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Court of Chancery of Delaware
December 10, 2020, Submitted; February 10, 2021, Decided
C.A. No. 2020-0085-JRS
SLIGHTS, Vice Chancellor
This decision marks the second time in two years this Court has been asked to adjudicate the scope of documents stockholders of Facebook, Inc. ("Facebook" or the "Company") are entitled to inspect under Section 220 of the Delaware General Corporation Law for [*2] the purpose of investigating Facebook's data privacy practices. In May 2019, this Court ordered Facebook to produce documents to certain stockholders that were deemed "necessary and essential to [their] investigation of Caremark-based claims" arising from an unauthorized release of confidential Facebook user data to a data analytics firm called Cambridge Analytica.1 In determining that stockholders had stated a proper purpose for inspection, the Court took note of the fact that the Cambridge Analytica data breach likely represented a violation by Facebook of a 2012 consent decree it had entered with the Federal Trade Commission ("FTC") to settle investigations of previous data privacy breaches.2
The FTC revived its investigation of Facebook following the Cambridge Analytica data breach. That investigation led Facebook to agree to a record-breaking $5 billion settlement with the FTC in 2019 (the "2019 Settlement"). Plaintiff, Employees' Retirement System of Rhode Island ("ERSRI"), decided to investigate whether Facebook overpaid in its settlement with the FTC to protect its Chief Executive Officer, Mark Zuckerberg, from substantial personal liability. [*3] 3
Plaintiff served its demand to inspect nine designated categories of Facebook's books and records on September 20, 2019 (the "Demand").4 As required by statute, the Demand stated ERSRI's purposes for inspection, which included an intent to investigate wrongdoing relating to the 2019 Settlement and an intent to communicate with other stockholders regarding "changes in management policies."5 After an agreed-upon extension, Facebook responded to the Demand on October 14, 2019, indicating it would produce some, but not all, of the requested documents.6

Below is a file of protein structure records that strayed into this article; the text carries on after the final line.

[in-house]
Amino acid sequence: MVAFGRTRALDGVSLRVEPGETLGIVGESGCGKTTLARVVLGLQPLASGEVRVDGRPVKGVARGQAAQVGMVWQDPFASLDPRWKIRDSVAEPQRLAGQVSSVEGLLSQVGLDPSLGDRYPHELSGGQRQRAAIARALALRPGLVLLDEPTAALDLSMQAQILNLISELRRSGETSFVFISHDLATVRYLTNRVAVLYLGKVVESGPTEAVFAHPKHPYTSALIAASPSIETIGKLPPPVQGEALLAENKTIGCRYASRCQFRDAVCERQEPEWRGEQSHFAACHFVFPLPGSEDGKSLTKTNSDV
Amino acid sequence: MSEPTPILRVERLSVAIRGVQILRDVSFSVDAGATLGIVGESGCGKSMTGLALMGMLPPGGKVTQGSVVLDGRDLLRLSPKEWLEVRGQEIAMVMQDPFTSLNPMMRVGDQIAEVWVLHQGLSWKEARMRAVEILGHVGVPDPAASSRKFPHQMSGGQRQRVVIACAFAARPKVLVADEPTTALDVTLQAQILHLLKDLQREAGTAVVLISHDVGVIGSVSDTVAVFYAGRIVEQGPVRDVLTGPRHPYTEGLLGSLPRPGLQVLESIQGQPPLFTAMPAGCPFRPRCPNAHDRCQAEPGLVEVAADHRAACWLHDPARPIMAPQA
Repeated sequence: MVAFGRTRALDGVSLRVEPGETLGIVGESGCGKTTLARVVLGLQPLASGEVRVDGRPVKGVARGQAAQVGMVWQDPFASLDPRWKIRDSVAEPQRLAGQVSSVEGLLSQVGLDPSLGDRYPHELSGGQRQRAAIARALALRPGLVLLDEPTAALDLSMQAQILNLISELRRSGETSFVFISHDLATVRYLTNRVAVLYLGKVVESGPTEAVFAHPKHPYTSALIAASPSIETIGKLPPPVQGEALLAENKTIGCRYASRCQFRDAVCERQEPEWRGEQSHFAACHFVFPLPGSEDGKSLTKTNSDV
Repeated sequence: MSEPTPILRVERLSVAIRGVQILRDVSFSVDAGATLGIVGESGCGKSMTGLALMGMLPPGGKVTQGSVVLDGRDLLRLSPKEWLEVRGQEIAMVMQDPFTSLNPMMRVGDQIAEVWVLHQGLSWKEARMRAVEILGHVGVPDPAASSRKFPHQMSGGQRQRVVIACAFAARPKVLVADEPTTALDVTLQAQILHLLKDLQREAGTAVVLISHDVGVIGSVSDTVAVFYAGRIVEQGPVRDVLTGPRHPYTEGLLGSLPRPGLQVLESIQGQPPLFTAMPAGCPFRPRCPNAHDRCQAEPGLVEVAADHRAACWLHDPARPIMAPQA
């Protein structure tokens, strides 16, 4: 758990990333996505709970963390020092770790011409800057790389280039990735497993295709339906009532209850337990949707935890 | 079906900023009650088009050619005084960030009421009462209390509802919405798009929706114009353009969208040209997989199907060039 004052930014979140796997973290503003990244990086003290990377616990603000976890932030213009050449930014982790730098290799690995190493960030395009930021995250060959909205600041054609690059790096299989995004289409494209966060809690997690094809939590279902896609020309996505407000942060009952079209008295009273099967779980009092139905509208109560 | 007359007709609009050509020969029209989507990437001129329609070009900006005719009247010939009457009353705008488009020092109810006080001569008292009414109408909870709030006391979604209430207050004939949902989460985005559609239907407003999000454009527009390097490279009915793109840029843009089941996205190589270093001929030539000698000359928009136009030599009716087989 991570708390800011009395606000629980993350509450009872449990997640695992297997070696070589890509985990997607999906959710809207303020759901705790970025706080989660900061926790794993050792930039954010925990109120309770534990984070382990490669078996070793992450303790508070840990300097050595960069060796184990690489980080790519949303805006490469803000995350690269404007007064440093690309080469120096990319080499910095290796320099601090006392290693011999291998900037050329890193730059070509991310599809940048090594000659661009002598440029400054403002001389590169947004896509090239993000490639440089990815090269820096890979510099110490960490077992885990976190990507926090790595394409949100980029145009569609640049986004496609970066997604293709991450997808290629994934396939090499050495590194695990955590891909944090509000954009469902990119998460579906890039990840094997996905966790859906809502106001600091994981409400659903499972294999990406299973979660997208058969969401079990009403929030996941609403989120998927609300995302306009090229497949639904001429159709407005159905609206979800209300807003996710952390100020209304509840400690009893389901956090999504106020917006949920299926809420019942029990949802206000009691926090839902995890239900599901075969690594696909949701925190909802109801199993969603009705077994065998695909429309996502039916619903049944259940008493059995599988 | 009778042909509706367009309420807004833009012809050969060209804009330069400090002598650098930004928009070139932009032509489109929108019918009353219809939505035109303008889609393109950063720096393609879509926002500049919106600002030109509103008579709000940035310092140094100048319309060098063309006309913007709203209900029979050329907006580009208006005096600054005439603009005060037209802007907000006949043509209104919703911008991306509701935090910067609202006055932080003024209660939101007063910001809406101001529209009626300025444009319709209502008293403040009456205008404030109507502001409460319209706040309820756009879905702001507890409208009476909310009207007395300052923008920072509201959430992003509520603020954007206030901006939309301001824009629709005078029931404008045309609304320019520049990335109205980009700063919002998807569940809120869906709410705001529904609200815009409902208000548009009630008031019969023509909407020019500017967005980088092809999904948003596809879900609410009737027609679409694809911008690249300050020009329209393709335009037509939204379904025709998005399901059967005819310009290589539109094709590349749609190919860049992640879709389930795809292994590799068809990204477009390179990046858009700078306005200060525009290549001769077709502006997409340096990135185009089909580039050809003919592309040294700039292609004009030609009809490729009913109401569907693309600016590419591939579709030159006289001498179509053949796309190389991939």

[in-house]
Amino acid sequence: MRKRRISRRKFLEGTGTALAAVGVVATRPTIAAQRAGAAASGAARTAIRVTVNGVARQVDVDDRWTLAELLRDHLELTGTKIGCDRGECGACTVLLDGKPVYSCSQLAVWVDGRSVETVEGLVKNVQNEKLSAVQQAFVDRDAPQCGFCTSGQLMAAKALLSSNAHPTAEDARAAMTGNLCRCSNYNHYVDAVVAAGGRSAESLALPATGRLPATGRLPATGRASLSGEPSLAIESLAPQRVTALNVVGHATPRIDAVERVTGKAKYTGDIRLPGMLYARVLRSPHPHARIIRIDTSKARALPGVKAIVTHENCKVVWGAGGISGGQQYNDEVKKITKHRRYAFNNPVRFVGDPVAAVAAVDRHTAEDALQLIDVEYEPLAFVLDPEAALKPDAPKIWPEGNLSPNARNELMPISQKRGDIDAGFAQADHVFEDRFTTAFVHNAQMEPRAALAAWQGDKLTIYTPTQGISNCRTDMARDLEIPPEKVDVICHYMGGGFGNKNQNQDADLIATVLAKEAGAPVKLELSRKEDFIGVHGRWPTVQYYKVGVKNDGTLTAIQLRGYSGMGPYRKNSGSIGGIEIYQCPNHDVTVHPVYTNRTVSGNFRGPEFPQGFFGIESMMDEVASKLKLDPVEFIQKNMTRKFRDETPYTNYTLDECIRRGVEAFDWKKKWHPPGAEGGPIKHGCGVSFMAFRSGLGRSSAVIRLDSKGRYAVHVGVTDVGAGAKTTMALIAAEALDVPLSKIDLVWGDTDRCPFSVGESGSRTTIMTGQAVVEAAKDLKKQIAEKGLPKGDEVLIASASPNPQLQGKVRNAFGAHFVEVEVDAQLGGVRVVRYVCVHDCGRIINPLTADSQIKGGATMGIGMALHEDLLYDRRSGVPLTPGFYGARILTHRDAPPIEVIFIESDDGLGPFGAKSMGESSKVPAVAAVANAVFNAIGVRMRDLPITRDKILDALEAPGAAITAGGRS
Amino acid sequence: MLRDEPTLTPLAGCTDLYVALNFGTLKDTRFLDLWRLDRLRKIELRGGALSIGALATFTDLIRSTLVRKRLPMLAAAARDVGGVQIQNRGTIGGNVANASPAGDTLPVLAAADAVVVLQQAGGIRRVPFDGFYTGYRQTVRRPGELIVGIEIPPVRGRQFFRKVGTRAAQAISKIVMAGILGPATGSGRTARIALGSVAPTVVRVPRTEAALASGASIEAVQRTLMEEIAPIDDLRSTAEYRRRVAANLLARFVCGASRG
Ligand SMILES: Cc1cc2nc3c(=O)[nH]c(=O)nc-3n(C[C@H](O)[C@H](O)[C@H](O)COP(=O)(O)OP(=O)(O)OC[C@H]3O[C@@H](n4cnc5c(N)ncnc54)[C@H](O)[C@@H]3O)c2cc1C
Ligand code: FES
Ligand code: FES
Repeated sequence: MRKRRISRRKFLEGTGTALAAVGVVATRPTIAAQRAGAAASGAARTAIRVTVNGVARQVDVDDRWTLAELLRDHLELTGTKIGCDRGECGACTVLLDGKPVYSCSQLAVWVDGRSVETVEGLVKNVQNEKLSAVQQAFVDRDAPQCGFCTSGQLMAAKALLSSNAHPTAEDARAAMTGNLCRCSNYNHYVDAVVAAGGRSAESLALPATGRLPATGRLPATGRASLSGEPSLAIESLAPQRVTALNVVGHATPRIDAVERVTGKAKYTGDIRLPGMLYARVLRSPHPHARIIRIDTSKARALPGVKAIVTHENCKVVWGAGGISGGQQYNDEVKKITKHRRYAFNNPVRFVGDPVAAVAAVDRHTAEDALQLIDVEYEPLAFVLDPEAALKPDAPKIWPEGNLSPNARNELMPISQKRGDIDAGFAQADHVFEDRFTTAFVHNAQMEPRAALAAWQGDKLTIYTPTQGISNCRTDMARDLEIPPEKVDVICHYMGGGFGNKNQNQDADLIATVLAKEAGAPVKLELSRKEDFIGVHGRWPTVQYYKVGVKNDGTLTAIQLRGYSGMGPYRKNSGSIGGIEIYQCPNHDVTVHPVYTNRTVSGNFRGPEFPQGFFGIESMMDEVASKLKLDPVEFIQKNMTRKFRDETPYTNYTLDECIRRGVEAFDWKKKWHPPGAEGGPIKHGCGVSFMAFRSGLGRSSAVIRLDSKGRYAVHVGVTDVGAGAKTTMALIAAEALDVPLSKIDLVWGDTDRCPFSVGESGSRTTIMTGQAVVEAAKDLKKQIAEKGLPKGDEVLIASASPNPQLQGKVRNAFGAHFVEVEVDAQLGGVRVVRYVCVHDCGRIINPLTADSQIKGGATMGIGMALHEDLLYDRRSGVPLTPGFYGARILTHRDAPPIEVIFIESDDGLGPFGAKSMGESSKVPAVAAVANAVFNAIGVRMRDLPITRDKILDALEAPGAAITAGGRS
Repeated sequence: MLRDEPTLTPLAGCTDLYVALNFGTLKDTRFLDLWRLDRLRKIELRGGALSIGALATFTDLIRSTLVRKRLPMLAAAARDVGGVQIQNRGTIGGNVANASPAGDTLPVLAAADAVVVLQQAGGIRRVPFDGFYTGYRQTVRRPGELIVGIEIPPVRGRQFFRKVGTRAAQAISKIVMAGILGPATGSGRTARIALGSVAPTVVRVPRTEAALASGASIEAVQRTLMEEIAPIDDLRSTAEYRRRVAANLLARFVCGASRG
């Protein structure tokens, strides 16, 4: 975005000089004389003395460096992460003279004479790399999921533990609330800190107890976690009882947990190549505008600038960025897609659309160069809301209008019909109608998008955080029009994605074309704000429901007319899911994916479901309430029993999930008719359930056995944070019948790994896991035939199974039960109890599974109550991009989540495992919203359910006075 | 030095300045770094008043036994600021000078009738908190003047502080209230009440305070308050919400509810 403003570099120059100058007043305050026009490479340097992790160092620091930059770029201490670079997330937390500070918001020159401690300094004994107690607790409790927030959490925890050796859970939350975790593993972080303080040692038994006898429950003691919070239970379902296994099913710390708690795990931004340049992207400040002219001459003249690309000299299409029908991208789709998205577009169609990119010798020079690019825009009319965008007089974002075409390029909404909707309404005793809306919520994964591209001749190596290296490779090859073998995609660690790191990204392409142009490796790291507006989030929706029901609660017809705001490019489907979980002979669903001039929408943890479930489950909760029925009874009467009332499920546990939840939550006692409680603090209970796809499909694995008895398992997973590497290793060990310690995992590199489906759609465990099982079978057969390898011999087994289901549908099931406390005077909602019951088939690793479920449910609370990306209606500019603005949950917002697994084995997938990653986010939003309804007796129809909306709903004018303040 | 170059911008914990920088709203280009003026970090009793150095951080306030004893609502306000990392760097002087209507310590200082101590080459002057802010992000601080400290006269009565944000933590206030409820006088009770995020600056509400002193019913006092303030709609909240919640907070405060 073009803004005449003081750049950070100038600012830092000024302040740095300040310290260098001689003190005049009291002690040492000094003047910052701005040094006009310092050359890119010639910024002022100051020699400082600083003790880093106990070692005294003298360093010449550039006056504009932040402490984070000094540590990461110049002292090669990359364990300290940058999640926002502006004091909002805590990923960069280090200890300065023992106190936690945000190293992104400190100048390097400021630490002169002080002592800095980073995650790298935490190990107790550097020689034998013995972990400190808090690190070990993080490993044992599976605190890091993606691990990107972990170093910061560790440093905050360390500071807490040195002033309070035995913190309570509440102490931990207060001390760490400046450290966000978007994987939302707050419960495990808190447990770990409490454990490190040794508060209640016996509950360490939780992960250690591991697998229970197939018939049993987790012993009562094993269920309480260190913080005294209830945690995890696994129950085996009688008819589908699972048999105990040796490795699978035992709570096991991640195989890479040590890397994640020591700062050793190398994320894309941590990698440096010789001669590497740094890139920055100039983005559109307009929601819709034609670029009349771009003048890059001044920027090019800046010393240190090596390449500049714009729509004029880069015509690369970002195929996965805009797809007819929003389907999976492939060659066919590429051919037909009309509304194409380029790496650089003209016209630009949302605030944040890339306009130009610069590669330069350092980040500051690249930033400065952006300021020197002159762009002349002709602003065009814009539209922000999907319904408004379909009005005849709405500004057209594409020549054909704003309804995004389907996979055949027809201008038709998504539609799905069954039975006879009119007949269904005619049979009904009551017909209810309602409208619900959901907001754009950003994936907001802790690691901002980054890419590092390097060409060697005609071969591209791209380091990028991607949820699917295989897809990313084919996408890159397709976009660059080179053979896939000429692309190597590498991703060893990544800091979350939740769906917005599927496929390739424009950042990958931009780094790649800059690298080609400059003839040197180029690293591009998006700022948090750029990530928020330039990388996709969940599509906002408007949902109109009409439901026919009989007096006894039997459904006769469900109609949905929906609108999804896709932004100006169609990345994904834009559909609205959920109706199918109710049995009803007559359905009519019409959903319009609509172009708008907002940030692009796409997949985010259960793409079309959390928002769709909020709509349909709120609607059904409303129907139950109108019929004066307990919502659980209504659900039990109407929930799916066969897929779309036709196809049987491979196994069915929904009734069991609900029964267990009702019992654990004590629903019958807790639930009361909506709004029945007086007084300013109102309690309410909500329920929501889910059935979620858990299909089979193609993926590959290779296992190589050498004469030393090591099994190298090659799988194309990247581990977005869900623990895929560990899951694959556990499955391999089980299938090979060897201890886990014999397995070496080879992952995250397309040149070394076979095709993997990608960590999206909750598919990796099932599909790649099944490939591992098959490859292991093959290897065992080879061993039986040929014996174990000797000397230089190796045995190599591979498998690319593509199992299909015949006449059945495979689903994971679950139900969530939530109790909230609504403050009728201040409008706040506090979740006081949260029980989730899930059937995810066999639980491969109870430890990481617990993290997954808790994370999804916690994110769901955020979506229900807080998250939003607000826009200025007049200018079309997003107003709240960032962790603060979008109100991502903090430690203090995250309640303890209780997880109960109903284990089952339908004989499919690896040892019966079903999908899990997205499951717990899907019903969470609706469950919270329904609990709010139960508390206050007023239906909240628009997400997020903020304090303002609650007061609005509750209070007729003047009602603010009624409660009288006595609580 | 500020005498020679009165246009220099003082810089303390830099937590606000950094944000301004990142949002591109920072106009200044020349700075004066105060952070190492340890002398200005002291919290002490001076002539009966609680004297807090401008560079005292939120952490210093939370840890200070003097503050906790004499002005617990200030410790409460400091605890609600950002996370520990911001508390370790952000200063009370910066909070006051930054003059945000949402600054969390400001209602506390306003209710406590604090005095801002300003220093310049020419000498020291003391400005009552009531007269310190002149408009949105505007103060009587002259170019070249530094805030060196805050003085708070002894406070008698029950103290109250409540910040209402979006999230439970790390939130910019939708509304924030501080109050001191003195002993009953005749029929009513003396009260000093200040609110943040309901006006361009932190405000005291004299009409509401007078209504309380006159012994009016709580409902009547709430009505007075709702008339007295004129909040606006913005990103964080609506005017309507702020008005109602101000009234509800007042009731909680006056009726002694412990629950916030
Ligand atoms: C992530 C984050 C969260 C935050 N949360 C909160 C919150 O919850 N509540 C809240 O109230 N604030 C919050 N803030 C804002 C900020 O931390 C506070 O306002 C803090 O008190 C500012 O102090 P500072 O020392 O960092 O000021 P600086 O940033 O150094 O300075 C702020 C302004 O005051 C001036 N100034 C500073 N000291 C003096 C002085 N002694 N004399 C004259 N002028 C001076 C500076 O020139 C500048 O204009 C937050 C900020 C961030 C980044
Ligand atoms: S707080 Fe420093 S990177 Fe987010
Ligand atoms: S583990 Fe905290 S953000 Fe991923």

Following Facebook's response, ERSRI and Facebook engaged in extensive meet-and-confer discussions.7 As a result of those discussions, Facebook agreed to produce 2,931 documents consisting of 30,266 pages.8 Facebook refused, however, to produce documents responsive to Categories 5 and 6 of the Demand (the "Disputed Documents") where ERSRI sought certain Board-level hard-copy and electronic communications concerning Facebook's negotiations with the FTC.9 ERSRI filed its Verified Complaint to Compel Inspection on February 12, 2020.10
Full case includes Shepard's, Headnotes, Legal Analytics from Lex Machina, and more.
2021 Del. Ch. LEXIS 27 *; 2021 WL 529439
EMPLOYEES' RETIREMENT SYSTEM OF RHODE ISLAND, Plaintiff, v. FACEBOOK, INC., Defendant.
Notice: THIS OPINION HAS NOT BEEN RELEASED FOR PUBLICATION. UNTIL RELEASED, IT IS SUBJECT TO REVISION OR WITHDRAWAL.
documents, Settlement, inspection, negotiations, electronic communication, stockholder, non-privileged, investigate, books and records, consent decree, data privacy, communications, minutes, privileged document, stated purpose, attorney-client, purposes, parties, member of the board, billion, copied, good cause, unavailable, wrongdoing, fiduciary, argues, assess, emails
Business & Corporate Law, Corporate Governance, Shareholders, Shareholder Duties & Liabilities, Evidence, Burdens of Proof, Preponderance of Evidence, Record Inspection & Maintenance, Inspection Rights, Remedies, Allocation, Shareholders, Meetings & Voting, Special Meetings, Fundamental Changes, Inspection Rights, Actions Against Corporations, Derivative Actions, Procedural Matters, Civil Procedure, Discovery, Privileged Communications, Attorney-Client Privilege, Privileges, Attorney-Client Privilege, Exceptions, Discovery & Disclosure, Privileged Communications, Justiciability, Exhaustion of Remedies, Administrative Remedies